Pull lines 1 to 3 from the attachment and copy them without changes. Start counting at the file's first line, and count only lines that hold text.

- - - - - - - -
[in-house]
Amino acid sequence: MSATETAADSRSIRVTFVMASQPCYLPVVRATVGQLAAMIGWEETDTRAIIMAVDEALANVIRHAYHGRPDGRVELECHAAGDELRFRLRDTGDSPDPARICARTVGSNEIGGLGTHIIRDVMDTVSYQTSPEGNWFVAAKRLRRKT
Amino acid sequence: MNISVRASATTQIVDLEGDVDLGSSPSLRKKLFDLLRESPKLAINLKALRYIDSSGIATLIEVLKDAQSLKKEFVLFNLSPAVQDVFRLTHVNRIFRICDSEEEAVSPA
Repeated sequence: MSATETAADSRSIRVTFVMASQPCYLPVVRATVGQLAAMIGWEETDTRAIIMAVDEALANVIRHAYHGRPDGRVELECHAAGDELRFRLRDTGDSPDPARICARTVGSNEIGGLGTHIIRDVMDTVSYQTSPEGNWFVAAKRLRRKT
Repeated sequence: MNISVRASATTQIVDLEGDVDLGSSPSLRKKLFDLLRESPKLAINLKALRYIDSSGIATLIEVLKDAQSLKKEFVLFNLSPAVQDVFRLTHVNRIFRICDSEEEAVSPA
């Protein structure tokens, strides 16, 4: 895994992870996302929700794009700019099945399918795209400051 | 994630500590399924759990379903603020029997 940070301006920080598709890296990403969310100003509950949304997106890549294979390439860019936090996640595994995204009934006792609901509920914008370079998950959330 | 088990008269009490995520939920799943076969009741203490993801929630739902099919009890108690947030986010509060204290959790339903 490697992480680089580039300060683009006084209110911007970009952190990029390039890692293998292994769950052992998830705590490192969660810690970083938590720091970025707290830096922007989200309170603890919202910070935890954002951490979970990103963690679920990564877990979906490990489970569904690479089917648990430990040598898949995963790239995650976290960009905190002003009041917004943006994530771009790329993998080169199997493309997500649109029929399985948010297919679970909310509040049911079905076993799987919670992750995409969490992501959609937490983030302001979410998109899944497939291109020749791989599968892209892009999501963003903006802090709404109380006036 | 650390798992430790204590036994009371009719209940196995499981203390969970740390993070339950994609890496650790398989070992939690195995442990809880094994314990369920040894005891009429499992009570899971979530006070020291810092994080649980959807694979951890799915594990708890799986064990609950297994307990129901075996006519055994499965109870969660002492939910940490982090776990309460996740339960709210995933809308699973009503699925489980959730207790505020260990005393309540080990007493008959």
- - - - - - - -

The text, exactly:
[in-house]
Amino acid sequence: MSATETAADSRSIRVTFVMASQPCYLPVVRATVGQLAAMIGWEETDTRAIIMAVDEALANVIRHAYHGRPDGRVELECHAAGDELRFRLRDTGDSPDPARICARTVGSNEIGGLGTHIIRDVMDTVSYQTSPEGNWFVAAKRLRRKT
Amino acid sequence: MNISVRASATTQIVDLEGDVDLGSSPSLRKKLFDLLRESPKLAINLKALRYIDSSGIATLIEVLKDAQSLKKEFVLFNLSPAVQDVFRLTHVNRIFRICDSEEEAVSPA